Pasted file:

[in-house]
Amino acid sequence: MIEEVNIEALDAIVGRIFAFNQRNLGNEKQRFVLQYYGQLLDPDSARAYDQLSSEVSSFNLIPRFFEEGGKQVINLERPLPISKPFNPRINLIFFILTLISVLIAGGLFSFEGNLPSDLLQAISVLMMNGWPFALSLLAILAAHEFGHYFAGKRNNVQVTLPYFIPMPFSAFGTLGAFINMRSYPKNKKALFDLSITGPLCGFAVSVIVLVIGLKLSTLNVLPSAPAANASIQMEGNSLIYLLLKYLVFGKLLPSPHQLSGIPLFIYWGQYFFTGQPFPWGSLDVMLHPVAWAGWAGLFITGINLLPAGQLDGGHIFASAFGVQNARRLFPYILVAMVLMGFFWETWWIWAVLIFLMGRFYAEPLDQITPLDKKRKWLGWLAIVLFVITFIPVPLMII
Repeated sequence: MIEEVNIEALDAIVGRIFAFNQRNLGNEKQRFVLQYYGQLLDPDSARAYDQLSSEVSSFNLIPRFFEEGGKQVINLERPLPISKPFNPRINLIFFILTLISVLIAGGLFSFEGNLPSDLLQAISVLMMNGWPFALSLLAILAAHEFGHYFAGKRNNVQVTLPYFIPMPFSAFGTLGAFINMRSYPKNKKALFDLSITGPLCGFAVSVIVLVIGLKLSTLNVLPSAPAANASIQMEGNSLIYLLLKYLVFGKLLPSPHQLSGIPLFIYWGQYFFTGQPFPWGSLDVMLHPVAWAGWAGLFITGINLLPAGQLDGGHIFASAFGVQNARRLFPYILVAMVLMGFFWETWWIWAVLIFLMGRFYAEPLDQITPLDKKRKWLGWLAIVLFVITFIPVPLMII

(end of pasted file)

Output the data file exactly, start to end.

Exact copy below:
[in-house]
Amino acid sequence: MIEEVNIEALDAIVGRIFAFNQRNLGNEKQRFVLQYYGQLLDPDSARAYDQLSSEVSSFNLIPRFFEEGGKQVINLERPLPISKPFNPRINLIFFILTLISVLIAGGLFSFEGNLPSDLLQAISVLMMNGWPFALSLLAILAAHEFGHYFAGKRNNVQVTLPYFIPMPFSAFGTLGAFINMRSYPKNKKALFDLSITGPLCGFAVSVIVLVIGLKLSTLNVLPSAPAANASIQMEGNSLIYLLLKYLVFGKLLPSPHQLSGIPLFIYWGQYFFTGQPFPWGSLDVMLHPVAWAGWAGLFITGINLLPAGQLDGGHIFASAFGVQNARRLFPYILVAMVLMGFFWETWWIWAVLIFLMGRFYAEPLDQITPLDKKRKWLGWLAIVLFVITFIPVPLMII
Repeated sequence: MIEEVNIEALDAIVGRIFAFNQRNLGNEKQRFVLQYYGQLLDPDSARAYDQLSSEVSSFNLIPRFFEEGGKQVINLERPLPISKPFNPRINLIFFILTLISVLIAGGLFSFEGNLPSDLLQAISVLMMNGWPFALSLLAILAAHEFGHYFAGKRNNVQVTLPYFIPMPFSAFGTLGAFINMRSYPKNKKALFDLSITGPLCGFAVSVIVLVIGLKLSTLNVLPSAPAANASIQMEGNSLIYLLLKYLVFGKLLPSPHQLSGIPLFIYWGQYFFTGQPFPWGSLDVMLHPVAWAGWAGLFITGINLLPAGQLDGGHIFASAFGVQNARRLFPYILVAMVLMGFFWETWWIWAVLIFLMGRFYAEPLDQITPLDKKRKWLGWLAIVLFVITFIPVPLMII